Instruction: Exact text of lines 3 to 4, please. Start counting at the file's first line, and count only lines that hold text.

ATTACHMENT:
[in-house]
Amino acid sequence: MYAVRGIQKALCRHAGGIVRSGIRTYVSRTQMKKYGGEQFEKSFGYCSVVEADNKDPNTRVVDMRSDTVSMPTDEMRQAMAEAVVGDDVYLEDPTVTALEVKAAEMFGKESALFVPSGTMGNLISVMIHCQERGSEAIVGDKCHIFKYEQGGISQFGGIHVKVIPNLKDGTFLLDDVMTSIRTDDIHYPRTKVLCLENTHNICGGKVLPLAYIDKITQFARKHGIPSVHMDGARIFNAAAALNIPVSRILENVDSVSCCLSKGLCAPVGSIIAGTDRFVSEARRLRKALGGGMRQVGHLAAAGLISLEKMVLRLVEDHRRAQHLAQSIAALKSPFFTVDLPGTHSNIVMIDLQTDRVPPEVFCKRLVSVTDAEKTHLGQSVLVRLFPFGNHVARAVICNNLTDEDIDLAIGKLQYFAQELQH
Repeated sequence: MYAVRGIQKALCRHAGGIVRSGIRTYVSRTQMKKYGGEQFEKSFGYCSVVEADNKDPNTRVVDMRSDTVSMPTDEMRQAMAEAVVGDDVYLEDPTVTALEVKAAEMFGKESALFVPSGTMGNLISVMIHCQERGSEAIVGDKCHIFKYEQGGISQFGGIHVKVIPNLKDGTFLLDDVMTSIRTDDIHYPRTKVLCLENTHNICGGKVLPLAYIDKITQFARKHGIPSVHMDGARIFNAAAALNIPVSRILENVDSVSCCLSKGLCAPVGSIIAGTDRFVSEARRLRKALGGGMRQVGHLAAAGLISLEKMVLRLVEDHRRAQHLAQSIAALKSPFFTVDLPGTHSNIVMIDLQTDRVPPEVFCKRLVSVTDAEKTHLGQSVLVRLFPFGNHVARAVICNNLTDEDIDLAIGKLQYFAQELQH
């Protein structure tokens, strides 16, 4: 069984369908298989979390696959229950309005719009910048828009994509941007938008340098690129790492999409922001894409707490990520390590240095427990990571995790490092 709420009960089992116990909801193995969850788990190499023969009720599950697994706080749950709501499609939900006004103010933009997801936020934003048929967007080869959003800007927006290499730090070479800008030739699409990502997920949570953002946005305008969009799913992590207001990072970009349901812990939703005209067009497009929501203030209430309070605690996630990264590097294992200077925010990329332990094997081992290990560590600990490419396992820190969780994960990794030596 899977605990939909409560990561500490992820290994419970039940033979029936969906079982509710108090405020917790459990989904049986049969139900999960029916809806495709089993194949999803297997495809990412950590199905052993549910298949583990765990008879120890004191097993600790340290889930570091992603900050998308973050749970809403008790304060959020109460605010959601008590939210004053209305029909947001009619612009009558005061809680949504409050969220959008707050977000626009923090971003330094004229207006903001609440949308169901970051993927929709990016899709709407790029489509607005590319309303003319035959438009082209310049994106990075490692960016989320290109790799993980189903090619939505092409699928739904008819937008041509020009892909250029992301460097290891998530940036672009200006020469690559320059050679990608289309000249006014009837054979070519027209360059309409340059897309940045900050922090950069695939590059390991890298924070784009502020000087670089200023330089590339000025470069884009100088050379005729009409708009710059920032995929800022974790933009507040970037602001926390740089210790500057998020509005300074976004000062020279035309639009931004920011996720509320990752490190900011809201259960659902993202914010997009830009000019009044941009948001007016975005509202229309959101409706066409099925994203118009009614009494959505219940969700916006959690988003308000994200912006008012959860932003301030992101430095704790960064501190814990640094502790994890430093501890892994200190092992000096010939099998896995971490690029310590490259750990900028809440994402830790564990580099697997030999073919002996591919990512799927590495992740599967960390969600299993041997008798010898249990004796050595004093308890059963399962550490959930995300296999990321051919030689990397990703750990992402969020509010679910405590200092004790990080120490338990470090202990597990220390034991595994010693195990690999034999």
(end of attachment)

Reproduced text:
Repeated sequence: MYAVRGIQKALCRHAGGIVRSGIRTYVSRTQMKKYGGEQFEKSFGYCSVVEADNKDPNTRVVDMRSDTVSMPTDEMRQAMAEAVVGDDVYLEDPTVTALEVKAAEMFGKESALFVPSGTMGNLISVMIHCQERGSEAIVGDKCHIFKYEQGGISQFGGIHVKVIPNLKDGTFLLDDVMTSIRTDDIHYPRTKVLCLENTHNICGGKVLPLAYIDKITQFARKHGIPSVHMDGARIFNAAAALNIPVSRILENVDSVSCCLSKGLCAPVGSIIAGTDRFVSEARRLRKALGGGMRQVGHLAAAGLISLEKMVLRLVEDHRRAQHLAQSIAALKSPFFTVDLPGTHSNIVMIDLQTDRVPPEVFCKRLVSVTDAEKTHLGQSVLVRLFPFGNHVARAVICNNLTDEDIDLAIGKLQYFAQELQH
């Protein structure tokens, strides 16, 4: 069984369908298989979390696959229950309005719009910048828009994509941007938008340098690129790492999409922001894409707490990520390590240095427990990571995790490092 709420009960089992116990909801193995969850788990190499023969009720599950697994706080749950709501499609939900006004103010933009997801936020934003048929967007080869959003800007927006290499730090070479800008030739699409990502997920949570953002946005305008969009799913992590207001990072970009349901812990939703005209067009497009929501203030209430309070605690996630990264590097294992200077925010990329332990094997081992290990560590600990490419396992820190969780994960990794030596 899977605990939909409560990561500490992820290994419970039940033979029936969906079982509710108090405020917790459990989904049986049969139900999960029916809806495709089993194949999803297997495809990412950590199905052993549910298949583990765990008879120890004191097993600790340290889930570091992603900050998308973050749970809403008790304060959020109460605010959601008590939210004053209305029909947001009619612009009558005061809680949504409050969220959008707050977000626009923090971003330094004229207006903001609440949308169901970051993927929709990016899709709407790029489509607005590319309303003319035959438009082209310049994106990075490692960016989320290109790799993980189903090619939505092409699928739904008819937008041509020009892909250029992301460097290891998530940036672009200006020469690559320059050679990608289309000249006014009837054979070519027209360059309409340059897309940045900050922090950069695939590059390991890298924070784009502020000087670089200023330089590339000025470069884009100088050379005729009409708009710059920032995929800022974790933009507040970037602001926390740089210790500057998020509005300074976004000062020279035309639009931004920011996720509320990752490190900011809201259960659902993202914010997009830009000019009044941009948001007016975005509202229309959101409706066409099925994203118009009614009494959505219940969700916006959690988003308000994200912006008012959860932003301030992101430095704790960064501190814990640094502790994890430093501890892994200190092992000096010939099998896995971490690029310590490259750990900028809440994402830790564990580099697997030999073919002996591919990512799927590495992740599967960390969600299993041997008798010898249990004796050595004093308890059963399962550490959930995300296999990321051919030689990397990703750990992402969020509010679910405590200092004790990080120490338990470090202990597990220390034991595994010693195990690999034999």